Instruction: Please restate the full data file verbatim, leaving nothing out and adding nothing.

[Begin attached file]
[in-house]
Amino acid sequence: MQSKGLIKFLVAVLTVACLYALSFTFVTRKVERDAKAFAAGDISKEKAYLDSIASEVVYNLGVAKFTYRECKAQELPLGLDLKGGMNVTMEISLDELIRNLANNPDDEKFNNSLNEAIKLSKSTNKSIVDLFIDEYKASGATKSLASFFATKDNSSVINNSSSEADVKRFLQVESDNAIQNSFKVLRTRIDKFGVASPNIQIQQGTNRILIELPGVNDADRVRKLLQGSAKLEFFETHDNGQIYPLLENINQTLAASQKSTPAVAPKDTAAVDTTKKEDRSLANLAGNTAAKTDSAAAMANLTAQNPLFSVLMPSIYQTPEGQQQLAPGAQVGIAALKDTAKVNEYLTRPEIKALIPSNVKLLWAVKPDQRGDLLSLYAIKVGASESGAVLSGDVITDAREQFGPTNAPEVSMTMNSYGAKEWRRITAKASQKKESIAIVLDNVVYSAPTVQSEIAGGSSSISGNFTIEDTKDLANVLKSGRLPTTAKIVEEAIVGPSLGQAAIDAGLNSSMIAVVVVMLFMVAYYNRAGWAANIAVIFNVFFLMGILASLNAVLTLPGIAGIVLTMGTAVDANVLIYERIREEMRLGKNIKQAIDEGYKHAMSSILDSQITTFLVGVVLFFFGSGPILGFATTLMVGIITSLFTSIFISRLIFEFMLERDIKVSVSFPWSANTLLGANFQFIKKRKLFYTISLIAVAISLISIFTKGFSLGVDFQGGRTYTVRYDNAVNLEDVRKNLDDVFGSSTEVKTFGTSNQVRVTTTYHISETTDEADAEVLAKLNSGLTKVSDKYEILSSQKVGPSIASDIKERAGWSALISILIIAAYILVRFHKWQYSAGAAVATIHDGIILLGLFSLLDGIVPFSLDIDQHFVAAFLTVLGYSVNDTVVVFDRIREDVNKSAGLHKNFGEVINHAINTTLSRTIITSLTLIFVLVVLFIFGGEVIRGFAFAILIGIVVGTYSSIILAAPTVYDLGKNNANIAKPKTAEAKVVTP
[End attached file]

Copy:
[in-house]
Amino acid sequence: MQSKGLIKFLVAVLTVACLYALSFTFVTRKVERDAKAFAAGDISKEKAYLDSIASEVVYNLGVAKFTYRECKAQELPLGLDLKGGMNVTMEISLDELIRNLANNPDDEKFNNSLNEAIKLSKSTNKSIVDLFIDEYKASGATKSLASFFATKDNSSVINNSSSEADVKRFLQVESDNAIQNSFKVLRTRIDKFGVASPNIQIQQGTNRILIELPGVNDADRVRKLLQGSAKLEFFETHDNGQIYPLLENINQTLAASQKSTPAVAPKDTAAVDTTKKEDRSLANLAGNTAAKTDSAAAMANLTAQNPLFSVLMPSIYQTPEGQQQLAPGAQVGIAALKDTAKVNEYLTRPEIKALIPSNVKLLWAVKPDQRGDLLSLYAIKVGASESGAVLSGDVITDAREQFGPTNAPEVSMTMNSYGAKEWRRITAKASQKKESIAIVLDNVVYSAPTVQSEIAGGSSSISGNFTIEDTKDLANVLKSGRLPTTAKIVEEAIVGPSLGQAAIDAGLNSSMIAVVVVMLFMVAYYNRAGWAANIAVIFNVFFLMGILASLNAVLTLPGIAGIVLTMGTAVDANVLIYERIREEMRLGKNIKQAIDEGYKHAMSSILDSQITTFLVGVVLFFFGSGPILGFATTLMVGIITSLFTSIFISRLIFEFMLERDIKVSVSFPWSANTLLGANFQFIKKRKLFYTISLIAVAISLISIFTKGFSLGVDFQGGRTYTVRYDNAVNLEDVRKNLDDVFGSSTEVKTFGTSNQVRVTTTYHISETTDEADAEVLAKLNSGLTKVSDKYEILSSQKVGPSIASDIKERAGWSALISILIIAAYILVRFHKWQYSAGAAVATIHDGIILLGLFSLLDGIVPFSLDIDQHFVAAFLTVLGYSVNDTVVVFDRIREDVNKSAGLHKNFGEVINHAINTTLSRTIITSLTLIFVLVVLFIFGGEVIRGFAFAILIGIVVGTYSSIILAAPTVYDLGKNNANIAKPKTAEAKVVTP